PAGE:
Wichita — A state law restricting billboards that advertise for strip clubs and sex shops does not violate the First Amendment, lawyers for Kansas Attorney General Stephen Six argued Monday.
The arguments came in court papers in response to a federal lawsuit filed by a company that operates a central Kansas adult store challenging the constitutionality of a law that prevents such businesses from having any outdoor advertising within a mile of a state highway starting July 1.
The lawsuit was filed by Ohio-based Abilene Retail No. 30 Inc., which operates Lions Den Adult Superstore in Abilene. The store is seeking a temporary order to prevent the state from enforcing the statute. It argues that the law violates First Amendment guarantees of free speech and Fourteenth Amendment guarantees of due process.
But attorneys for Six wrote that the store’s billboards aren’t protected by the First Amendment because they don’t concern lawful activity. The filing did not elaborate. Six is being represented by outside lawyers because he was named in the lawsuit in his official capacity.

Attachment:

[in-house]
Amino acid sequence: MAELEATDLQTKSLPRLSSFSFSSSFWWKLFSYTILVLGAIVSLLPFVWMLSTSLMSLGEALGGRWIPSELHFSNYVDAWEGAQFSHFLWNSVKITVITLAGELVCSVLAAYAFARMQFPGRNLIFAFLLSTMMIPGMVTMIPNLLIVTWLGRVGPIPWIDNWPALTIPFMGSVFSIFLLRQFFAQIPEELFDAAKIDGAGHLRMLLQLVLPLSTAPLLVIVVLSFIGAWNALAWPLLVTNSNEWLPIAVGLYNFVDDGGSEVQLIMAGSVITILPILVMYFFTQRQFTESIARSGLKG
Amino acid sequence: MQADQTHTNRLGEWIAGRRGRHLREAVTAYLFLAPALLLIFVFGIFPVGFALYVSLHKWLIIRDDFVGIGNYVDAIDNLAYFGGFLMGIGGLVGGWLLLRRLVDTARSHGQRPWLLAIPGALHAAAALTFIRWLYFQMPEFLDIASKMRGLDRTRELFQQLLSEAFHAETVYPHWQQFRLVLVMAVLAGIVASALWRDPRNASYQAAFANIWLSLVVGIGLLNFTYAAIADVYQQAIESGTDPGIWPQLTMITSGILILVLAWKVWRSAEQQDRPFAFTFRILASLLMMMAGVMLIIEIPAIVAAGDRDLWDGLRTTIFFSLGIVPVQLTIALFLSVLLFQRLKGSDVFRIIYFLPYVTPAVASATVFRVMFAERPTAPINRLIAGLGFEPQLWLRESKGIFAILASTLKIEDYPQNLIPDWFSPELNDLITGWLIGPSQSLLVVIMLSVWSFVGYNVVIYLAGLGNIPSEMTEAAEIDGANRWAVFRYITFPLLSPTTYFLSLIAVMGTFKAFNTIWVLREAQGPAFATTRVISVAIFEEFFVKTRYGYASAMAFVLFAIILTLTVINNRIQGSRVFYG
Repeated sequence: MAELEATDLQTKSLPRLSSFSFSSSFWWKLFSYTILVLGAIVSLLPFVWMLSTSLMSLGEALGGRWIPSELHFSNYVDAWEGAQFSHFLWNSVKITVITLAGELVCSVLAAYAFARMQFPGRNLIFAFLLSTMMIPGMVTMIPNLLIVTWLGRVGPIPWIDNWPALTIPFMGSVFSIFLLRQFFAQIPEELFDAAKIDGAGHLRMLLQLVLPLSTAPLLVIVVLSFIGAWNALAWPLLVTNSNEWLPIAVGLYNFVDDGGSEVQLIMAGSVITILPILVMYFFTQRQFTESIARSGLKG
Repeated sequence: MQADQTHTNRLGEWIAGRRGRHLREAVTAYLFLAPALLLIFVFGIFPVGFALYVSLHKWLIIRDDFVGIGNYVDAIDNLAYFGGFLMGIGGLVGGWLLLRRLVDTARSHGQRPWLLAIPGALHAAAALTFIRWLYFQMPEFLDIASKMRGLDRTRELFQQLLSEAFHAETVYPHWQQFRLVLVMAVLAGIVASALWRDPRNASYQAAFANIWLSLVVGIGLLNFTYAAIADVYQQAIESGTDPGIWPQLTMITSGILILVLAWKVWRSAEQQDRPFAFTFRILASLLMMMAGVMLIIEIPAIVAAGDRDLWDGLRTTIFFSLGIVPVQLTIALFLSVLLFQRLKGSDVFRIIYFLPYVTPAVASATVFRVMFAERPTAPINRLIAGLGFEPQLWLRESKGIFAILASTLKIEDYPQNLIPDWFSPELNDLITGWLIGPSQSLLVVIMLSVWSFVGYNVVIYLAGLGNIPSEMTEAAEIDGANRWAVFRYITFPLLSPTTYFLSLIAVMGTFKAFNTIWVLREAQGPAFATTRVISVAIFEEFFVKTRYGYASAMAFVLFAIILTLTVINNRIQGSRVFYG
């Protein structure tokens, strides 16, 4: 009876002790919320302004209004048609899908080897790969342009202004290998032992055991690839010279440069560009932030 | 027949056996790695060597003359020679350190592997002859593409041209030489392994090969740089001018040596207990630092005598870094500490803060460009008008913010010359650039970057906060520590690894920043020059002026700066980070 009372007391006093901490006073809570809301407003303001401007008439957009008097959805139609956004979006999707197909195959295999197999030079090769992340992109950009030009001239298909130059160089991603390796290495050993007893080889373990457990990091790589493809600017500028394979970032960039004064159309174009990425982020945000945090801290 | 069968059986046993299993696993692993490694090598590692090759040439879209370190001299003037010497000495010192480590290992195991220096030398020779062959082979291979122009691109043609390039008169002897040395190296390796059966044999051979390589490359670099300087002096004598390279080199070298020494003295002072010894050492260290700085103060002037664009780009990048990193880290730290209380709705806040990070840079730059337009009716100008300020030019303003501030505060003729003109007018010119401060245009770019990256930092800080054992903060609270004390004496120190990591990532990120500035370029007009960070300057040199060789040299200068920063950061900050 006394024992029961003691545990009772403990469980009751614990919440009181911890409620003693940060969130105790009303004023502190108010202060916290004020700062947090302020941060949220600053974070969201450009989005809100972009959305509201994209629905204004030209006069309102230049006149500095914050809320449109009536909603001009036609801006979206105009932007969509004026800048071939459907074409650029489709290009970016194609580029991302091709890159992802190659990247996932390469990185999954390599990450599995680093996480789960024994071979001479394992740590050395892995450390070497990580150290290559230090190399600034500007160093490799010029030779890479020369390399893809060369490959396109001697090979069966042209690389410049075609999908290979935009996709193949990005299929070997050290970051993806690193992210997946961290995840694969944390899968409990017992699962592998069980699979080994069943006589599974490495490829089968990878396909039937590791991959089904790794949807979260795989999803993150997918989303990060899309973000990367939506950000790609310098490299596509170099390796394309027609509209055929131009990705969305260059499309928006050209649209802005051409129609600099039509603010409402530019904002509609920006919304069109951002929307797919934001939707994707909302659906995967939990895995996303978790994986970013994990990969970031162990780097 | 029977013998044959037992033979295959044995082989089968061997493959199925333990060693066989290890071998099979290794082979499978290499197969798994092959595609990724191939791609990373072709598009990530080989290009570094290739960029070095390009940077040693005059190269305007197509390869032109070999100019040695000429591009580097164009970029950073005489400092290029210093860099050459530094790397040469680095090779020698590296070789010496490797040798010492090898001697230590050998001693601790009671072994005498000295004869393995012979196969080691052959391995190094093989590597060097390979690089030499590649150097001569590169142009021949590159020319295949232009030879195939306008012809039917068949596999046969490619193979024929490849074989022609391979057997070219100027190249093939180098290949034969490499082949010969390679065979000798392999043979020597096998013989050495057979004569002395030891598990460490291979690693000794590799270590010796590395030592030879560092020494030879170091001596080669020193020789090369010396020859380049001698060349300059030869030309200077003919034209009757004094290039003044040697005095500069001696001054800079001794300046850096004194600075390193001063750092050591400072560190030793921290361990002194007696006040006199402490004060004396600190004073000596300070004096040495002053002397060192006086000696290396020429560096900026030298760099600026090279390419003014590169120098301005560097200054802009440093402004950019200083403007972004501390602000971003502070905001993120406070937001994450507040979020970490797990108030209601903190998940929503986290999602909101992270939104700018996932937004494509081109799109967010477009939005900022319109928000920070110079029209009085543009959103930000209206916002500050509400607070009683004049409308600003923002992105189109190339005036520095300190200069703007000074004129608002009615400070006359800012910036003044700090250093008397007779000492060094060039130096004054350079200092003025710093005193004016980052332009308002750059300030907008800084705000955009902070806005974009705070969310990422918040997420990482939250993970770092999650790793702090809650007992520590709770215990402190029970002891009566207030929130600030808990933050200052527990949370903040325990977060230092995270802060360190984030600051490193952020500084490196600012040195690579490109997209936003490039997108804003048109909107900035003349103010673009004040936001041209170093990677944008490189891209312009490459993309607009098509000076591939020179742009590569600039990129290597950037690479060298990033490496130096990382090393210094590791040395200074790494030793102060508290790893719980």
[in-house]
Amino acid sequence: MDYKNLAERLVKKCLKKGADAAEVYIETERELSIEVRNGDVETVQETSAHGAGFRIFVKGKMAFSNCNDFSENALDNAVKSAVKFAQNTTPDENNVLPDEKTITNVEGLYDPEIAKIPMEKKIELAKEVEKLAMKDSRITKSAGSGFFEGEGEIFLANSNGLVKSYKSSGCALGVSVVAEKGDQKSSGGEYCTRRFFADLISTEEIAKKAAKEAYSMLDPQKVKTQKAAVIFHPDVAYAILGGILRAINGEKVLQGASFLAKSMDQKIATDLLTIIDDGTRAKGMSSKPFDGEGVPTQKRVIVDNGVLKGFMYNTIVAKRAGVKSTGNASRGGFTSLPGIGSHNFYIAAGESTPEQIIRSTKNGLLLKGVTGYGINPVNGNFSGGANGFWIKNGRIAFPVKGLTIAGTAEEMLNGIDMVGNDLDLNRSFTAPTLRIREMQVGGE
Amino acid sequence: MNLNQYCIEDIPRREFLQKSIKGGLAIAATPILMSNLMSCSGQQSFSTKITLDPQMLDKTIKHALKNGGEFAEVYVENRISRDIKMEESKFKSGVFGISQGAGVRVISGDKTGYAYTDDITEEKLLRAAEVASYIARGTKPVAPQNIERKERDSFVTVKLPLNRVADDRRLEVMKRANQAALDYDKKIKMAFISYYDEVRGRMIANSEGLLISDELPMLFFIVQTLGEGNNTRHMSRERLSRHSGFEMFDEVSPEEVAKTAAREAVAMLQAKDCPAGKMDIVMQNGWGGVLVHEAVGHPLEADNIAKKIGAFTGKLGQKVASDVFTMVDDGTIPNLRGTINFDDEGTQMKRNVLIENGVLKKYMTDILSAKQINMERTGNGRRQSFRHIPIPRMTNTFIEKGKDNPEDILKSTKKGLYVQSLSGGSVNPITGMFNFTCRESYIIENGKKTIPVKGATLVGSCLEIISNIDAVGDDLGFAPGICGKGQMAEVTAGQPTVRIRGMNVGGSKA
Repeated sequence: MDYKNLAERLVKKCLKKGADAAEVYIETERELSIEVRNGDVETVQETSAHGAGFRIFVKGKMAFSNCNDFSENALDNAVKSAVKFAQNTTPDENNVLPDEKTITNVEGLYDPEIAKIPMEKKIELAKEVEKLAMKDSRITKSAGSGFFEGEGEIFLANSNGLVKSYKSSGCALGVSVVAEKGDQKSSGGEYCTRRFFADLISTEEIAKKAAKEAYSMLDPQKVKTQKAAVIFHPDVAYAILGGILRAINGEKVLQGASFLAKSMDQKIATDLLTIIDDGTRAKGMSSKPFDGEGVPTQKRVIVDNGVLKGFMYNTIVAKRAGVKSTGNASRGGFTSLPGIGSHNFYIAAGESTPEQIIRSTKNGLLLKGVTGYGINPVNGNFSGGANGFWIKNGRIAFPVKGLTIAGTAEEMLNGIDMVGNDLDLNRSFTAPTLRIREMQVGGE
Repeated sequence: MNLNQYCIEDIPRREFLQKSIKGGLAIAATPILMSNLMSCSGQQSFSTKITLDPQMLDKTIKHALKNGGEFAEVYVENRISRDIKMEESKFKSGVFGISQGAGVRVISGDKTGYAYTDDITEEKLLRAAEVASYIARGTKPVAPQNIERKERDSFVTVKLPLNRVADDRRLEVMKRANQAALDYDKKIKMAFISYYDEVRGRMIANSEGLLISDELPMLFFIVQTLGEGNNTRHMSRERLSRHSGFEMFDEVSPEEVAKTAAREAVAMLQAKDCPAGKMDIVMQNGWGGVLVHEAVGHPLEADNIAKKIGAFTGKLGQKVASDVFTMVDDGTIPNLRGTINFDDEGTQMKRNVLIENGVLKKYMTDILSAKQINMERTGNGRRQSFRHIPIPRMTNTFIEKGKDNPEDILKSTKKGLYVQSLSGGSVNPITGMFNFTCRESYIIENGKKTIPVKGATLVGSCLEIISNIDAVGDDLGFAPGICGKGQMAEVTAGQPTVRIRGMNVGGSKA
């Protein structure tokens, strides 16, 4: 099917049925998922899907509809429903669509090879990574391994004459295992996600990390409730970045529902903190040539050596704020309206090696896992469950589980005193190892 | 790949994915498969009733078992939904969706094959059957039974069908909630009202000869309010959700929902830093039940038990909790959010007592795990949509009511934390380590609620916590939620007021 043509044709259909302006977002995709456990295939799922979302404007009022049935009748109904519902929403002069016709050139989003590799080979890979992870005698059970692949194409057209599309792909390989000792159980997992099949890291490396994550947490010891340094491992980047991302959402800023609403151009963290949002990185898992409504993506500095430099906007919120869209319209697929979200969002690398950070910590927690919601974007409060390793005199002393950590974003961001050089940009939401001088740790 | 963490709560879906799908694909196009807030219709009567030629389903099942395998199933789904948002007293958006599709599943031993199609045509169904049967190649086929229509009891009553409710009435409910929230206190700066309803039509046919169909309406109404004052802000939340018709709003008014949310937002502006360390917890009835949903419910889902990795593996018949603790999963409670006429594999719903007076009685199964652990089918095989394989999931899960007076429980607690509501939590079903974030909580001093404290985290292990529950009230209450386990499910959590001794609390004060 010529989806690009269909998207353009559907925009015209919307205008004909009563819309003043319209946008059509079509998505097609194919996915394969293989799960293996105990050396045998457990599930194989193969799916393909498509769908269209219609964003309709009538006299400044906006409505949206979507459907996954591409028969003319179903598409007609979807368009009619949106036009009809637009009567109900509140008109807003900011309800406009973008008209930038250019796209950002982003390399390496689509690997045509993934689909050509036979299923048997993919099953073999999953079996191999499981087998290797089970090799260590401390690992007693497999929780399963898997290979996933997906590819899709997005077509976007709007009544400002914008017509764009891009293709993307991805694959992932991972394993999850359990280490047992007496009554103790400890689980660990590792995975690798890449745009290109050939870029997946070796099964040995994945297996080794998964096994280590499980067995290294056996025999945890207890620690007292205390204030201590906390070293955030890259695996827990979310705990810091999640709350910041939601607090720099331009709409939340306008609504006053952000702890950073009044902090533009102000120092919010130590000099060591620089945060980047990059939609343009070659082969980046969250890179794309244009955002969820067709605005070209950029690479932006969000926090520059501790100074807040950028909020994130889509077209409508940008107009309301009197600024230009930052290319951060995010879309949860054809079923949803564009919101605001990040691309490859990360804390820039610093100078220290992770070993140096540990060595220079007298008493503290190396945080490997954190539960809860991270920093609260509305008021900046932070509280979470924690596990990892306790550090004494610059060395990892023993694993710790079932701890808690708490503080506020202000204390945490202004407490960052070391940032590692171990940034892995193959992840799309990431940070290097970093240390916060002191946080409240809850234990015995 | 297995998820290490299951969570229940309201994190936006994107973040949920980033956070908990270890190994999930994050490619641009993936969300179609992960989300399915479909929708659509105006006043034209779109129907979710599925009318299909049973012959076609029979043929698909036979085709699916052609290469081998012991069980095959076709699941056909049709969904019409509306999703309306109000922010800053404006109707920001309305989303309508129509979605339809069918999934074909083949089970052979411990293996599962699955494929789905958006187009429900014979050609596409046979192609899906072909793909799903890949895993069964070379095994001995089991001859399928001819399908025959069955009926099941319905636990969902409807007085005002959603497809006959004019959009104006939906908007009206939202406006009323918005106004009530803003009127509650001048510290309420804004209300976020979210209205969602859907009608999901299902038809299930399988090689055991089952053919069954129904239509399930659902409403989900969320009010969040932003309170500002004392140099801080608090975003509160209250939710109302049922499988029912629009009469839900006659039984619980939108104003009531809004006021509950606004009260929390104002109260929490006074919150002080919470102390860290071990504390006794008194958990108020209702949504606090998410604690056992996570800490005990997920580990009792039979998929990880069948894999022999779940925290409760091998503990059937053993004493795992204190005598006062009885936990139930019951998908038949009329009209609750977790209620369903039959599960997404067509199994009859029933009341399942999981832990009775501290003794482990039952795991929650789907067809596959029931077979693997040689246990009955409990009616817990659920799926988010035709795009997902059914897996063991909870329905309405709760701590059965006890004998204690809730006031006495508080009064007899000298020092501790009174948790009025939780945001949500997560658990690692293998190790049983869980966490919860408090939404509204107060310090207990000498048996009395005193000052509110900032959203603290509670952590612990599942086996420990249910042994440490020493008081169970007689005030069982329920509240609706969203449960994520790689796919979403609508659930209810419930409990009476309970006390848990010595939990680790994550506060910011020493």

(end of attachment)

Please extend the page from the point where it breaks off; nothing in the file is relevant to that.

A hearing on the preliminary injunction is set for June 4 in Topeka.
The statute allows onsite signs for businesses that are within a mile of a state highway. But they can have just two signs: One giving the shop’s name, address, phone number, operating hours and a statement, and the other stating that minors are not allowed.
According to court records, Lions Den has numerous signs on its premises and leases space on three billboards along Interstate 70.